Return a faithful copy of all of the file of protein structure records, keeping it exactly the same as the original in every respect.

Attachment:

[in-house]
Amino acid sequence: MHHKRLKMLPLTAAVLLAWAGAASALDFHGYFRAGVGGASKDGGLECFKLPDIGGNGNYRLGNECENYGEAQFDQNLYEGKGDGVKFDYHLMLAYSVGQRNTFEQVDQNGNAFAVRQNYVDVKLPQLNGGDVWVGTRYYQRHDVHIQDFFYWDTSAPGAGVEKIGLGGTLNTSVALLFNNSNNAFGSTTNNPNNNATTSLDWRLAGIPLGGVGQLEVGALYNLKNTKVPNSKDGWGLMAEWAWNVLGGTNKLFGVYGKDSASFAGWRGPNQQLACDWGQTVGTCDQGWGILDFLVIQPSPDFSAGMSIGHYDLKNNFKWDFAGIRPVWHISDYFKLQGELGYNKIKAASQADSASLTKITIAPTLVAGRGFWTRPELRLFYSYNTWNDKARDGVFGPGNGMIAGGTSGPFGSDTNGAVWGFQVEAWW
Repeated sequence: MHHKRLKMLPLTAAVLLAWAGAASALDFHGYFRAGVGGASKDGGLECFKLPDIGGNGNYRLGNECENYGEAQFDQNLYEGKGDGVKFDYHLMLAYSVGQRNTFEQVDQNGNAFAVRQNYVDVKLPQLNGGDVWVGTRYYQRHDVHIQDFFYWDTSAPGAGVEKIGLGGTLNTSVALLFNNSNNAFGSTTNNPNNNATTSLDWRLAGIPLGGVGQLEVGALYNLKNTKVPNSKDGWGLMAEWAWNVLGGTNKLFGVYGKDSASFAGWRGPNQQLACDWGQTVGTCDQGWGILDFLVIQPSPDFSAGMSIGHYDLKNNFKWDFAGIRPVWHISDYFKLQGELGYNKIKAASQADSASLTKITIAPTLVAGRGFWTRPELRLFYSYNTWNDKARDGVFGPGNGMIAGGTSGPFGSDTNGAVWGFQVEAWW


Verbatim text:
[in-house]
Amino acid sequence: MHHKRLKMLPLTAAVLLAWAGAASALDFHGYFRAGVGGASKDGGLECFKLPDIGGNGNYRLGNECENYGEAQFDQNLYEGKGDGVKFDYHLMLAYSVGQRNTFEQVDQNGNAFAVRQNYVDVKLPQLNGGDVWVGTRYYQRHDVHIQDFFYWDTSAPGAGVEKIGLGGTLNTSVALLFNNSNNAFGSTTNNPNNNATTSLDWRLAGIPLGGVGQLEVGALYNLKNTKVPNSKDGWGLMAEWAWNVLGGTNKLFGVYGKDSASFAGWRGPNQQLACDWGQTVGTCDQGWGILDFLVIQPSPDFSAGMSIGHYDLKNNFKWDFAGIRPVWHISDYFKLQGELGYNKIKAASQADSASLTKITIAPTLVAGRGFWTRPELRLFYSYNTWNDKARDGVFGPGNGMIAGGTSGPFGSDTNGAVWGFQVEAWW
Repeated sequence: MHHKRLKMLPLTAAVLLAWAGAASALDFHGYFRAGVGGASKDGGLECFKLPDIGGNGNYRLGNECENYGEAQFDQNLYEGKGDGVKFDYHLMLAYSVGQRNTFEQVDQNGNAFAVRQNYVDVKLPQLNGGDVWVGTRYYQRHDVHIQDFFYWDTSAPGAGVEKIGLGGTLNTSVALLFNNSNNAFGSTTNNPNNNATTSLDWRLAGIPLGGVGQLEVGALYNLKNTKVPNSKDGWGLMAEWAWNVLGGTNKLFGVYGKDSASFAGWRGPNQQLACDWGQTVGTCDQGWGILDFLVIQPSPDFSAGMSIGHYDLKNNFKWDFAGIRPVWHISDYFKLQGELGYNKIKAASQADSASLTKITIAPTLVAGRGFWTRPELRLFYSYNTWNDKARDGVFGPGNGMIAGGTSGPFGSDTNGAVWGFQVEAWW